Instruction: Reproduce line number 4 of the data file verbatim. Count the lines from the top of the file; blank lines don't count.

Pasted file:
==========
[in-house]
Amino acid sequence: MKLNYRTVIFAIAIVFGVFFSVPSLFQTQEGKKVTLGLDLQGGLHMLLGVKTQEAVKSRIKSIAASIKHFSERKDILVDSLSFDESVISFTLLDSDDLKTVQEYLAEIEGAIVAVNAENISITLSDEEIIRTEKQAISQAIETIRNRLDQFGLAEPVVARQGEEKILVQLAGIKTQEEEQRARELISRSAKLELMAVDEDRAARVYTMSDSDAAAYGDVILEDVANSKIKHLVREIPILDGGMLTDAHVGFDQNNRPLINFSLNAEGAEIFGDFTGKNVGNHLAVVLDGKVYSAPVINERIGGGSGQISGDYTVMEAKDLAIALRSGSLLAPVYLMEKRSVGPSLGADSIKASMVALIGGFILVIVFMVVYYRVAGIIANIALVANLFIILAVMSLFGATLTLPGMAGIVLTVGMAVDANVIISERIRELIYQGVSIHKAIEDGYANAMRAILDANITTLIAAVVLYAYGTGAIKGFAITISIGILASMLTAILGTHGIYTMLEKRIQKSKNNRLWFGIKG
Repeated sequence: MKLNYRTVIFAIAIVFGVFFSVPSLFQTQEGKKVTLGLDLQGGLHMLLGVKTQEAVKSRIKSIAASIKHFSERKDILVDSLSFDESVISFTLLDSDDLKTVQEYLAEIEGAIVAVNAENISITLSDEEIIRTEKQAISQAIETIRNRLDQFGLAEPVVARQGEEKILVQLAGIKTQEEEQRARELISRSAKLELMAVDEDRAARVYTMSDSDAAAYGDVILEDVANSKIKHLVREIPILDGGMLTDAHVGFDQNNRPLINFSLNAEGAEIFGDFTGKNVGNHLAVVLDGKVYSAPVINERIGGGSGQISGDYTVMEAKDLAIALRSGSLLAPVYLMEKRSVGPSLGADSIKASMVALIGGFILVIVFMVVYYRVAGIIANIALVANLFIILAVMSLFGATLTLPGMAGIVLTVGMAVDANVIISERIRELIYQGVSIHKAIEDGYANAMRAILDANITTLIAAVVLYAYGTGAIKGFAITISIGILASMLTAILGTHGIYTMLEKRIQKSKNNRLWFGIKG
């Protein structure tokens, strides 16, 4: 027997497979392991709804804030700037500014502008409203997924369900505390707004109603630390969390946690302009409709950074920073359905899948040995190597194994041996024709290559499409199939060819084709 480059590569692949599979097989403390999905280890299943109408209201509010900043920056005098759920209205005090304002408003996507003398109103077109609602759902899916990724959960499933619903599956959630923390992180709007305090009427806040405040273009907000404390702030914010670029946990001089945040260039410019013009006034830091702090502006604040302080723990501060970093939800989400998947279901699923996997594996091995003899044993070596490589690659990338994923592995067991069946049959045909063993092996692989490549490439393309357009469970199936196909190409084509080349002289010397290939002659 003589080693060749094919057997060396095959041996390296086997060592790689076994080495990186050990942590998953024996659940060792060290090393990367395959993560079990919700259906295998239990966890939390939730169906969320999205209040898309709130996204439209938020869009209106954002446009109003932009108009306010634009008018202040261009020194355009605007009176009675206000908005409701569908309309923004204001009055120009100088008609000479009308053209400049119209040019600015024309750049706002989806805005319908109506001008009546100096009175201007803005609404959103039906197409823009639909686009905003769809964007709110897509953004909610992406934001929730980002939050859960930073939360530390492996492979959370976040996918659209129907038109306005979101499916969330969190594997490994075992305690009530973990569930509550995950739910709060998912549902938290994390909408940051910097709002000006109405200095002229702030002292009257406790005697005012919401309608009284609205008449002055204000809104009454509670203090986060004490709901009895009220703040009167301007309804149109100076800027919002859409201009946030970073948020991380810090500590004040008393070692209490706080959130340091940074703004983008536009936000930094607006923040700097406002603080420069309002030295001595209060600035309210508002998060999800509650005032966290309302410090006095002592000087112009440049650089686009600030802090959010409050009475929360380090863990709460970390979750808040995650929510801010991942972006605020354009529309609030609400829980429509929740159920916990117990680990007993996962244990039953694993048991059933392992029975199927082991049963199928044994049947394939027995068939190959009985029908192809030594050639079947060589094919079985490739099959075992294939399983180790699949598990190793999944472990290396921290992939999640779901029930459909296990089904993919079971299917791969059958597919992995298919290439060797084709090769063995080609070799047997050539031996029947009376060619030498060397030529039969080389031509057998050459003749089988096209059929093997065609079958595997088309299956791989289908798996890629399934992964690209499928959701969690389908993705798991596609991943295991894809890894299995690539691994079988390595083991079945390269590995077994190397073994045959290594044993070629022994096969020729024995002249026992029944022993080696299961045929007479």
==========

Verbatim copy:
């Protein structure tokens, strides 16, 4: 027997497979392991709804804030700037500014502008409203997924369900505390707004109603630390969390946690302009409709950074920073359905899948040995190597194994041996024709290559499409199939060819084709 480059590569692949599979097989403390999905280890299943109408209201509010900043920056005098759920209205005090304002408003996507003398109103077109609602759902899916990724959960499933619903599956959630923390992180709007305090009427806040405040273009907000404390702030914010670029946990001089945040260039410019013009006034830091702090502006604040302080723990501060970093939800989400998947279901699923996997594996091995003899044993070596490589690659990338994923592995067991069946049959045909063993092996692989490549490439393309357009469970199936196909190409084509080349002289010397290939002659 003589080693060749094919057997060396095959041996390296086997060592790689076994080495990186050990942590998953024996659940060792060290090393990367395959993560079990919700259906295998239990966890939390939730169906969320999205209040898309709130996204439209938020869009209106954002446009109003932009108009306010634009008018202040261009020194355009605007009176009675206000908005409701569908309309923004204001009055120009100088008609000479009308053209400049119209040019600015024309750049706002989806805005319908109506001008009546100096009175201007803005609404959103039906197409823009639909686009905003769809964007709110897509953004909610992406934001929730980002939050859960930073939360530390492996492979959370976040996918659209129907038109306005979101499916969330969190594997490994075992305690009530973990569930509550995950739910709060998912549902938290994390909408940051910097709002000006109405200095002229702030002292009257406790005697005012919401309608009284609205008449002055204000809104009454509670203090986060004490709901009895009220703040009167301007309804149109100076800027919002859409201009946030970073948020991380810090500590004040008393070692209490706080959130340091940074703004983008536009936000930094607006923040700097406002603080420069309002030295001595209060600035309210508002998060999800509650005032966290309302410090006095002592000087112009440049650089686009600030802090959010409050009475929360380090863990709460970390979750808040995650929510801010991942972006605020354009529309609030609400829980429509929740159920916990117990680990007993996962244990039953694993048991059933392992029975199927082991049963199928044994049947394939027995068939190959009985029908192809030594050639079947060589094919079985490739099959075992294939399983180790699949598990190793999944472990290396921290992939999640779901029930459909296990089904993919079971299917791969059958597919992995298919290439060797084709090769063995080609070799047997050539031996029947009376060619030498060397030529039969080389031509057998050459003749089988096209059929093997065609079958595997088309299956791989289908798996890629399934992964690209499928959701969690389908993705798991596609991943295991894809890894299995690539691994079988390595083991079945390269590995077994190397073994045959290594044993070629022994096969020729024995002249026992029944022993080696299961045929007479």